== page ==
For investors who feared that President Trump’s tariffs on US metals imports portended a broader trade war, the appointment of economist Lawrence Kudlow to head the President’s Economic Council is welcome in the extreme.
For the past 30 years, Kudlow has been the most prominent advocate of tax and regulatory incentives for market-based growth, and a convinced free trader. The former chief economist at President Ronald Reagan’s Office of Management and Budget and later at Bear Stearns, Kudlow went on to host a popular prime-time television show on CNBC, where he remains a prominent contributor.
A life-long supply-sider, Kudlow believes passionately in the primacy of individual initiative, entrepreneurial creative and free markets as the foundation of economic well-being. I’ve known Larry Kudlow for 30 years, worked with him at Bear Stearns, and appeared regularly on his CNBC show. Trump couldn’t have made a better choice.
The choice of Larry Kudlow to replace departing Economic Council head Gary Cohn, the former president of Goldman Sachs, also shines a benign light on President Trump’s operating style. Kudlow is a friendly but firm opponent of the Trump tariffs. Along with economists Arthur Laffer, one of the founders of supply-side economics, and Stephen Moore, Kudlow published a critique of the tariffs March 3, entitled, “Tariffs are taxes.” Kudlow and his co-authors wrote:
“Even if tariffs save every one of the 140,000 or so steel jobs in America, they put at risk five million jobs in industries that use steel. These producers now have to compete in hyper-competitive international markets using steel that is 20 percent above the world price and aluminum that is 7 to 10 percent higher than the price paid by our foreign rivals.”
Trump’s decision to put Kudlow in the key White House economics slot despite this dissent shows that Trump wants a diversity of advice rather than an ideological echo chamber. The president is a pragmatist with more in common with Franklin Roosevelt than Ronald Reagan, as I wrote after the November 2016 election.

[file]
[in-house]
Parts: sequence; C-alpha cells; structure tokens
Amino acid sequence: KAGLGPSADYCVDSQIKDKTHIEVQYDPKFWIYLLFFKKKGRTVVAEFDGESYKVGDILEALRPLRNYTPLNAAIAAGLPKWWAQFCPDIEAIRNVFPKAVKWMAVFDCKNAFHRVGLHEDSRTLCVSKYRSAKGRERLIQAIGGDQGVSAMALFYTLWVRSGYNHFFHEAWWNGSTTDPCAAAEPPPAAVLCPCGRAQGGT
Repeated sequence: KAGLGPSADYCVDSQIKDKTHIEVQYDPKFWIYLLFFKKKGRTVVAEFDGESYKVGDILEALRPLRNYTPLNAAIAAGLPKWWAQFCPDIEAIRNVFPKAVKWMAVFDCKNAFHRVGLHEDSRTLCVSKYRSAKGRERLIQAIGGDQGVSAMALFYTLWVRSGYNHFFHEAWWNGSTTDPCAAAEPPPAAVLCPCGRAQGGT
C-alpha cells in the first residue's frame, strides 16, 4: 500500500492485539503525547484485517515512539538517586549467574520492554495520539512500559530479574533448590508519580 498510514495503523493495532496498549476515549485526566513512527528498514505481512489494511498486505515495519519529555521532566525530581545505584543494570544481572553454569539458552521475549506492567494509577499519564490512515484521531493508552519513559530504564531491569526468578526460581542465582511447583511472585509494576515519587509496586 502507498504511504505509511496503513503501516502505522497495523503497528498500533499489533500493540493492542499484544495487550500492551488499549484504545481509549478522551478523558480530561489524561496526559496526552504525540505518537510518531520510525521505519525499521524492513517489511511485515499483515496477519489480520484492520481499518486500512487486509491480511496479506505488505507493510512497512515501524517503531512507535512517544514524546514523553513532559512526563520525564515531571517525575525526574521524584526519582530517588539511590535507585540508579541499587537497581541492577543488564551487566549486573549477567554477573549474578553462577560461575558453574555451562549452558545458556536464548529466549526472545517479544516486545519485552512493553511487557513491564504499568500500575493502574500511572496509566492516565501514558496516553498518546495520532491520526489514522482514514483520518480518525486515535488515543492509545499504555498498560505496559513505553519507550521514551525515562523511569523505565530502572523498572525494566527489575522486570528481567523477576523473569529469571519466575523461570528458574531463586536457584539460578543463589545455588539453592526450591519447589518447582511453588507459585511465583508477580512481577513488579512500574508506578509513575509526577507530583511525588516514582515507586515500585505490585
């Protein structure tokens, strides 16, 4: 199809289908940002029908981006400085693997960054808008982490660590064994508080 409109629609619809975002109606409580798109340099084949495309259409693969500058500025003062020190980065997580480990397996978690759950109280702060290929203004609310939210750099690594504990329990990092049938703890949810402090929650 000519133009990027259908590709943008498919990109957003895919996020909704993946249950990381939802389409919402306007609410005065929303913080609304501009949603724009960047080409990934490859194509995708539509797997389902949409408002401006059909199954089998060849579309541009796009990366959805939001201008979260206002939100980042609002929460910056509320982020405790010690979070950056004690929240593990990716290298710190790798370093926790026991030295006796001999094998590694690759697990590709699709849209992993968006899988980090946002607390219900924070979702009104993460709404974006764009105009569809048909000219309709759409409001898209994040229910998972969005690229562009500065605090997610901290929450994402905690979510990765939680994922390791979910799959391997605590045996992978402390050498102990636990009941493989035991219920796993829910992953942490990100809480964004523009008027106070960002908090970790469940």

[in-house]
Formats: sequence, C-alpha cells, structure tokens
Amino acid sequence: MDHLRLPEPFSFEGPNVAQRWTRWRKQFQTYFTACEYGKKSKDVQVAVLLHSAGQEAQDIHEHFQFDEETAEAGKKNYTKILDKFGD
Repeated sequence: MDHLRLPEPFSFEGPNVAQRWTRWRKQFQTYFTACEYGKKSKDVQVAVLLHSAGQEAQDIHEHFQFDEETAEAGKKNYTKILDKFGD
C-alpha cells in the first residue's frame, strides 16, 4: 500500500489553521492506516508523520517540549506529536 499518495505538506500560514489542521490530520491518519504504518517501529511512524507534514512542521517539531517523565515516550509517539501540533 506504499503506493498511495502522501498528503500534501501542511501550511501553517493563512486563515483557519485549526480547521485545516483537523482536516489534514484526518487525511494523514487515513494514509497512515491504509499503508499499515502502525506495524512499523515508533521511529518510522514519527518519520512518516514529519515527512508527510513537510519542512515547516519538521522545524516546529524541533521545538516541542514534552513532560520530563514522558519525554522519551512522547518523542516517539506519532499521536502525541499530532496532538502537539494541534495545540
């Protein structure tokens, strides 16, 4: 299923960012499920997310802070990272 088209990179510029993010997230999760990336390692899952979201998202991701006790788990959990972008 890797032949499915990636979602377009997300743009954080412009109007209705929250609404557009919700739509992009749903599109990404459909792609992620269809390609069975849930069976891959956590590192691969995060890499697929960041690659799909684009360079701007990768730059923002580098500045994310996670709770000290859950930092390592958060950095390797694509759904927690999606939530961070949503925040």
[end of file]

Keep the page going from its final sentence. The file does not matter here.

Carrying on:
Larry Kudlow will fit in splendidly. He has vast market and political experience and will bring an authoritative and familiar voice to the policy-making process. Kudlow also has credibility among the Republican mainstream and will be an effective behind-the-scenes advocate for supply-side policies. As an old Wall Street hand, Kudlow will give the president a clear reading of how markets react to his initiatives.
Of course, I’m partial to Kudlow. As a matter of full disclosure, Larry helped bring me on board at Bear Stearns in 1993. We had worked together in Russia in 1992, traveling to Moscow to advise the nascent Russian Republic after the fall of Communism. When Larry moderated his CNBC show I appeared regularly, sometimes debating Peter Navarro – now Kudlow’s White House colleague – about China. Kudlow has extensive global experience and a practitioner’s knowledge of what makes foreign economies work. He is a national security hawk, but foreign leaders will find him a well-informed interlocutor.
Trump is on a roll. Replacing the gentlemanly but diffuse Rex Tillerson with Mike Pompeo at the State Department brings the “Trump Doctrine” a big step closer to fruition, as I wrote yesterday in this space. Kudlow’s appointment advances the president’s growth agenda. This is shaping up to be a highly successful administration.